Near-term scrap and rebar futures contracts on the London Metal Exchange saw sharp losses over the week to Dec. 2, as expectations of near-term weakness in physical prices persisted.
Platts assessed the December contract down $24.50/mt on the week to $455/mt on Dec. 2. The January contract fell $22.50/mt on the week to $441.50/mt, while the February contract fell $23 /mt on the week to $434/mt.
The backwardated structure for the December-February forward curve remained largely unchanged on week, suggesting that futures traders’ continue to hold firm expectations of a near-term drop in physical scrap prices.
“The LME December contract at $455/mt has no bearing on today’s physical price – let’s see if $470/mt CFR for HMS 1/2 80:20 is achieved first,” a Turkish mill source said. A UK trader said the LME scrap backwardation was too steep and unlikely to be realized in the physical market.
Spot prices for physical imports of premium heavy melting scrap 1/2 80:20 dropped $11.75/mt on the week to $480/mt CFR Turkey on Dec. 2, as US and Baltic sellers accepted lower bids from Turkish buyers.
A Turkish trader said below $480/mt CFR could soon be workable for Baltic-origin HMS 1/2 80:20.
“It is a finance game so it’s hard to say [if below $480/mt CFR is workable] – everybody will make his own decision as [Baltic region scrap] collection prices are still very high,” a Turkish agent source said. “Selling is gambling and not selling is also gambling, but you still can skip January shipment and ship in February.”
Weekly LME scrap futures trading volumes over the week to Dec. 2 totaled 58,230 mt, up from 30,190 mt recorded last week.
Near-term rebar futures contracts also saw sharp losses on the week, while physical Turkish export rebar prices continued softening amid consistently weak demand.
Platts assessed the December contract down $12.50/mt to $692.50/mt on the week to Dec. 2. The January contract fell $22/mt to $669.50/mt, while the February contract fell $3/mt on the week to $676.50/mt.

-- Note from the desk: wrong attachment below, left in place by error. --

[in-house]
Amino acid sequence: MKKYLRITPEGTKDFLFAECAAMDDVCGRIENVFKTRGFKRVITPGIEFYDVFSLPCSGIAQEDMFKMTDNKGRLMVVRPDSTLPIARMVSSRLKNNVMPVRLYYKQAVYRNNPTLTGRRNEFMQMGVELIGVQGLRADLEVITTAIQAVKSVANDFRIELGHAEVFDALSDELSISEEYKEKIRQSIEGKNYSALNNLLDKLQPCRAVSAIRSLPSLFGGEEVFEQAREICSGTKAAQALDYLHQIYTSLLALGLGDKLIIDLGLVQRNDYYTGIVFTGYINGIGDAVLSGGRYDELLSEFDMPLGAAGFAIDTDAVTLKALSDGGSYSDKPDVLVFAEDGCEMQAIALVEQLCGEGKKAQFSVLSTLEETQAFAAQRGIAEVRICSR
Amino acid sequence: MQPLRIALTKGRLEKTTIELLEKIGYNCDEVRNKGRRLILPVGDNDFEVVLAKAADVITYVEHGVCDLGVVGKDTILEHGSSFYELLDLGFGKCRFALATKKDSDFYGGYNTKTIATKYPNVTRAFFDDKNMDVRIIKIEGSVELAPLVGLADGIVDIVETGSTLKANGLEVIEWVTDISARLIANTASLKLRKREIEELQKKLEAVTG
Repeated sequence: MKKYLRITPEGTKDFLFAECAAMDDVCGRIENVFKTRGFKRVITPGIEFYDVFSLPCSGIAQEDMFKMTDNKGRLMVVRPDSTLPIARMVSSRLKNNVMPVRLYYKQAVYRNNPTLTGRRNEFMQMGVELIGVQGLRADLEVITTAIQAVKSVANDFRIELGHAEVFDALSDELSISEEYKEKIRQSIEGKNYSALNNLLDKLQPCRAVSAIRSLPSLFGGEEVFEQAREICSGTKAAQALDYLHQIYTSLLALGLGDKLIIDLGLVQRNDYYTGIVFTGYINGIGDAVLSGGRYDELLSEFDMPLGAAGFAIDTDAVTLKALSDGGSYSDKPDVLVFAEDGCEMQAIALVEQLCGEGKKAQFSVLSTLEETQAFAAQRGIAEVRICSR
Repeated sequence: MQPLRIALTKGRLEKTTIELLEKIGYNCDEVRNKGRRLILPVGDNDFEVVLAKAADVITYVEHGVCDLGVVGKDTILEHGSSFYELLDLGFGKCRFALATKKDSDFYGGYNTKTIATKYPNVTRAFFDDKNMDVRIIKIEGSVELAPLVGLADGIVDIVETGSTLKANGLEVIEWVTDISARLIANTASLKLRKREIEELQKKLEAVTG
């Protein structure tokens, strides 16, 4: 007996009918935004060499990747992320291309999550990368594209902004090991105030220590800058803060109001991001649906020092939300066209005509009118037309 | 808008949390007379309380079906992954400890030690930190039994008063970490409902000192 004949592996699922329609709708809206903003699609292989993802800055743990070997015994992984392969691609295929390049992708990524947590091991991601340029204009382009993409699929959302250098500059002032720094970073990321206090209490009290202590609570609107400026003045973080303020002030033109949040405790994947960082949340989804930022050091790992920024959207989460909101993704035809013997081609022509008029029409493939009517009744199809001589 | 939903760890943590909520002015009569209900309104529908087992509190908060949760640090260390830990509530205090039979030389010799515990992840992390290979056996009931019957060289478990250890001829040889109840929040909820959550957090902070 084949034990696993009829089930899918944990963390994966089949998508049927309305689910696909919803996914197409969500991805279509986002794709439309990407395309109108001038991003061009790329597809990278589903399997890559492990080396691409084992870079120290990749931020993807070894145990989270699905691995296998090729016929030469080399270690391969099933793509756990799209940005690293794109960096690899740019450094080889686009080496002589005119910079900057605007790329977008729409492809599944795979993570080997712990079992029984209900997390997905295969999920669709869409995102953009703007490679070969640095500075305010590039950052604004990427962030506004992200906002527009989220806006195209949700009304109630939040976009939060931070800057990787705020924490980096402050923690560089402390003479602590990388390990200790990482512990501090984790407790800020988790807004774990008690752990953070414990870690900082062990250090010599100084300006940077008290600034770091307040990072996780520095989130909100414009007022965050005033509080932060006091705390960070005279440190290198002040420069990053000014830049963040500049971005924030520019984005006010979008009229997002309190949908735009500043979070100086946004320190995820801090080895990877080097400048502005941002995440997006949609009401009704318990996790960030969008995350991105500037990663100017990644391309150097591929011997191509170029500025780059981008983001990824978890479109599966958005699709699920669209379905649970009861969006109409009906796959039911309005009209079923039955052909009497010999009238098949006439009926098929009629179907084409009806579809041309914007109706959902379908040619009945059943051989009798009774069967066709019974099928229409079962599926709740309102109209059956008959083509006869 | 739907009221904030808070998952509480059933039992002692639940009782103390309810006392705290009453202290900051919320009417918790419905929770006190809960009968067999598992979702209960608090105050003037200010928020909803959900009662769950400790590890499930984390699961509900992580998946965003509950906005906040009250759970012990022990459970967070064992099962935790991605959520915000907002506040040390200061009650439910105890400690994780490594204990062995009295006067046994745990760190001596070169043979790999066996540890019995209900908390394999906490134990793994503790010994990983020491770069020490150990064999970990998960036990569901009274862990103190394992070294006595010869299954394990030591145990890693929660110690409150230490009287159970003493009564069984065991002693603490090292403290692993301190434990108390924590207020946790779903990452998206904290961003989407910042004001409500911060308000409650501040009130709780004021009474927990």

The backwardated structure of the December-January portion of the forward curve strengthened sharply on week, suggesting that futures traders’ continue to expect a strong near-term physical price downtrend.
However, the backwardation over the January-February portion of the curve shifted into contango over the week to Dec. 2, highlighting uncertainty in the physical price direction over the first quarter of 2022.
Turkish physical rebar export prices dropped $2.50/mt on the week to $717.50/mt FOB on Dec. 2.
Mills were trying to hold firm around $720/mt FOB minimum, with lower levels dependent “on how mills’ production programs are,” according to one Turkish trader.
“I expect a great rally in two or three weeks as stocks are low everywhere,” a second Turkish trader said.
Sharp volatility in the Turkish lira has led to very low rebar sales in the domestic market. The lira weakened to a new record low against the US dollar after the Turkish finance minister Lutfi resigned Dec. 1 and was replaced by deputy finance minister Nureddin Nebati, a loyalist to President Recep Tayyip Erdogan. Platts assessed the Turkish lira against the US dollar at Lira 13.6971 at 4.30 pm London time Dec. 2, down on day from Lira 13.3664 on Dec. 1.
Rebar futures weekly trading volumes this week on the London Metal Exchange totaled 12,750 mt, up from 7,790 mt traded volume last week.
The daily outright spread between Turkish export rebar and import scrap was assessed at $237.50/mt, up $9.75/mt on the week.
Elsewhere, Indian scrap futures saw an all-time daily trading volume high on Nov. 29, when 1,320 mt traded. A total of 2,430 mt has traded so far on the contract, which settles basis the Platts CFR Nhava Sheva shredded scrap index, since its launch in late July 2021.
— Viral Shah